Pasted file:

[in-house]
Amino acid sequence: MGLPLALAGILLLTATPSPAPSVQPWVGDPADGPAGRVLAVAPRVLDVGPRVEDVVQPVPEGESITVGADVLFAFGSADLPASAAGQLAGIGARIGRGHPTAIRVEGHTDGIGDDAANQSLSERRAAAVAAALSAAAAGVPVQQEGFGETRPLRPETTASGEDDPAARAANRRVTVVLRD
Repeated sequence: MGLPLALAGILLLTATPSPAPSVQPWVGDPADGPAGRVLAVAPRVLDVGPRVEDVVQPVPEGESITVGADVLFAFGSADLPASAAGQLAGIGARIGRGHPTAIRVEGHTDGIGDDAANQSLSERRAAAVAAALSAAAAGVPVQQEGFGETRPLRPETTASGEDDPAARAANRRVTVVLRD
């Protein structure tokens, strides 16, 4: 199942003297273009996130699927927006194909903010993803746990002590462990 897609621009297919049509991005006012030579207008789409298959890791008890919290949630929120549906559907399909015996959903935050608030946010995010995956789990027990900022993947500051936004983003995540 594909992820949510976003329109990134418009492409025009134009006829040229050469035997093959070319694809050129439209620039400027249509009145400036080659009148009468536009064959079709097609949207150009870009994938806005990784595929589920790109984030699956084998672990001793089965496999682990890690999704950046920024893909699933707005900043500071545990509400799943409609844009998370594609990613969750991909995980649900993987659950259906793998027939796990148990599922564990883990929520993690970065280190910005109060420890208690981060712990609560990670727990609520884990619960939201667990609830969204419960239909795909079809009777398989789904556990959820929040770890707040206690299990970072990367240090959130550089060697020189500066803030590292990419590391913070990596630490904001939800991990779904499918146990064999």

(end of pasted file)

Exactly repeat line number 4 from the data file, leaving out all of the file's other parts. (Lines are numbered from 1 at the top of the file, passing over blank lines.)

């Protein structure tokens, strides 16, 4: 199942003297273009996130699927927006194909903010993803746990002590462990 897609621009297919049509991005006012030579207008789409298959890791008890919290949630929120549906559907399909015996959903935050608030946010995010995956789990027990900022993947500051936004983003995540 594909992820949510976003329109990134418009492409025009134009006829040229050469035997093959070319694809050129439209620039400027249509009145400036080659009148009468536009064959079709097609949207150009870009994938806005990784595929589920790109984030699956084998672990001793089965496999682990890690999704950046920024893909699933707005900043500071545990509400799943409609844009998370594609990613969750991909995980649900993987659950259906793998027939796990148990599922564990883990929520993690970065280190910005109060420890208690981060712990609560990670727990609520884990619960939201667990609830969204419960239909795909079809009777398989789904556990959820929040770890707040206690299990970072990367240090959130550089060697020189500066803030590292990419590391913070990596630490904001939800991990779904499918146990064999």